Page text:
By Eric Mark Do
Toronto-based freelance reporter Naheed Mustafa always paid her own way when she reported from abroad. But that meant that about 70 to 80 per cent of what she earned went straight toward paying for the costs of travelling.
Most news organizations don’t reimburse freelancers for travel costs and the ones that don’t offer a lot. Mustafa was looking for a more cost-effective solution, so she turned to crowd-funding platform Indiegogo, to raise $15,000 to travel to Pakistan and Afghanistan to report in depth on how its citizens are affected by conflict and war. After two months, she successfully reached her goal and will head abroad this month.
In a shrinking economic climate, many newspapers are cutting back on freelance budgets and expense reimbursements. Frustrated with this new reality, some journalists have taken financing into their own hands.
Joey Coleman has completed two crowd-funding campaigns, raising more than $20,000 in total, and used the funds to provide extensive coverage of Hamilton municipal politics. And a Carleton University journalism student is hoping to raise $5,000 to help pay for costs while reporting in Uganda.
These campaigns — and their success — show that the Canadian market is game to pay for quality journalism.
Related content on J-Source:
- Student internship opportunities shrinking across the country
- Writers' coalitions against TC Media, Toronto Star new freelance contracts
- How much do freelance journalists make?
“I think it's the wave of the future,” says Mustafa. “Consumers are going to pay journalists per item or pay individual journalists because they support their work. And that's how people are going to be able to do the work they want to do.”
The people are willing to pay, even if they don't have to
The younger generation may have grown up during an age of “free” news on the internet, but Coleman says his fundraising campaign shows even they are willing to pay for quality journalism. Many of his contributors were in the 25 to 30 age bracket, and while they mostly chipped in five or ten dollars, he says it's a substantial amount of money coming from a student.
“It's a real gesture that says to me that the cynicism of, 'People will not pay for news unless they're forced to pay for news,' is incorrect.”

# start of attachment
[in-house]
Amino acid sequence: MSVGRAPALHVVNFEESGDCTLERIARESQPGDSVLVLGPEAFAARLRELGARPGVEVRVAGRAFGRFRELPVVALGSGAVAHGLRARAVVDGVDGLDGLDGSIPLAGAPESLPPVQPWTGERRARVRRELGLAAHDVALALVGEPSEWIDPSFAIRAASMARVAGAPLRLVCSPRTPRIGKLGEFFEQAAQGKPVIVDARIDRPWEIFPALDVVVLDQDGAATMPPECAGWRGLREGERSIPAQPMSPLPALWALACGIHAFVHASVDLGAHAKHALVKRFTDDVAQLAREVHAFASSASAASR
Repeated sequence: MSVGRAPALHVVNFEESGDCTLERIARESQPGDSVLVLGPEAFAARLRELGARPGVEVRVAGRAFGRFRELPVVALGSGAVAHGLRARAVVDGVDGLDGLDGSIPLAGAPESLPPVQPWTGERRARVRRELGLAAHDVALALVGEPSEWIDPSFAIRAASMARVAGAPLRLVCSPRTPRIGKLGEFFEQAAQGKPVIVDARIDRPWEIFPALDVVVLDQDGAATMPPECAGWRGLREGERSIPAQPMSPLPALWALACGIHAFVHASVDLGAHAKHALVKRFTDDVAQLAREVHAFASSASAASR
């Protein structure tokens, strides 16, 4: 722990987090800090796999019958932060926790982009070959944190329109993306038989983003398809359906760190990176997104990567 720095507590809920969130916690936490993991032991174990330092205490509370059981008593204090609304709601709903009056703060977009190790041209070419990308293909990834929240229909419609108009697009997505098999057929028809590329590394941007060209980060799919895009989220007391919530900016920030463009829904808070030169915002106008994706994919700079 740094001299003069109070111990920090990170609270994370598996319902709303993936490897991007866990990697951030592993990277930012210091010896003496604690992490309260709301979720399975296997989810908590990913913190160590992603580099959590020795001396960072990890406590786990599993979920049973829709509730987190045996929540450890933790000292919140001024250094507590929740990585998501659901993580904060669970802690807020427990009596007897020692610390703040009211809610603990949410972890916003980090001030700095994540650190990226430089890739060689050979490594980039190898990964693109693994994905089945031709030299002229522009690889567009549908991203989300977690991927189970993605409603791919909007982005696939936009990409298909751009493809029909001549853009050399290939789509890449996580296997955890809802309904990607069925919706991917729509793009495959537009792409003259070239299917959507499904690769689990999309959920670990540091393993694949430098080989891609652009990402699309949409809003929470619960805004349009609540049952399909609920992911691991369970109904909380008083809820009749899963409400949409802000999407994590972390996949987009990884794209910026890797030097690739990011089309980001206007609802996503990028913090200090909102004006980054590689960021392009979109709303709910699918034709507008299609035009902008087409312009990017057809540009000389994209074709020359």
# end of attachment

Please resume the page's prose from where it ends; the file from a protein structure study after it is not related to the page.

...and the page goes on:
Now, he's looking to set up a voluntary monthly subscription.
While the average contribution to Mustafa's campaign was around $50, she was astounded when one contributor gave $5,000 towards her fundraising. “I thought that was pretty amazing to me,” she says, “that people would be willing to give me that much money out of their pocket with no receipt, with nothing back to them except for the opportunity to help out and to read what I come up with.”
Mustafa and Coleman did offer perks for escalating contributions — such as exclusive updates or access to events, and souvenirs from abroad — to provide more incentive to potential funders.
“When someone donates to something like journalism, they're actually doing that in theory for the benefit of society itself,” says David Cohn, who founded crowd-funding journalism platform Spot.us in 2008. Cohn has since left Spot.us, but the company continues to provide a platform for journalists to pitch and get funding for stories. He says that Indiegogo and Kickstarter are great outlets, but that those parties also keep the rights to accept or reject projects — which can prevent some journalists from getting their projects funded.
B.C-based news organization The Tyee has also embraced crowdsourced funding, but without having to go through a third party. It has offered 16 reporting fellowships totalling $80,000 entirely funded by readers, providing each fellow with a $5,000 stipend for B.C.-based investigations and solutions-oriented journalism. The Tyee also fundraised $25,000 before the start of the 2009 B.C. election and $18,000 in 2011 for more provincial election-coverage resources.*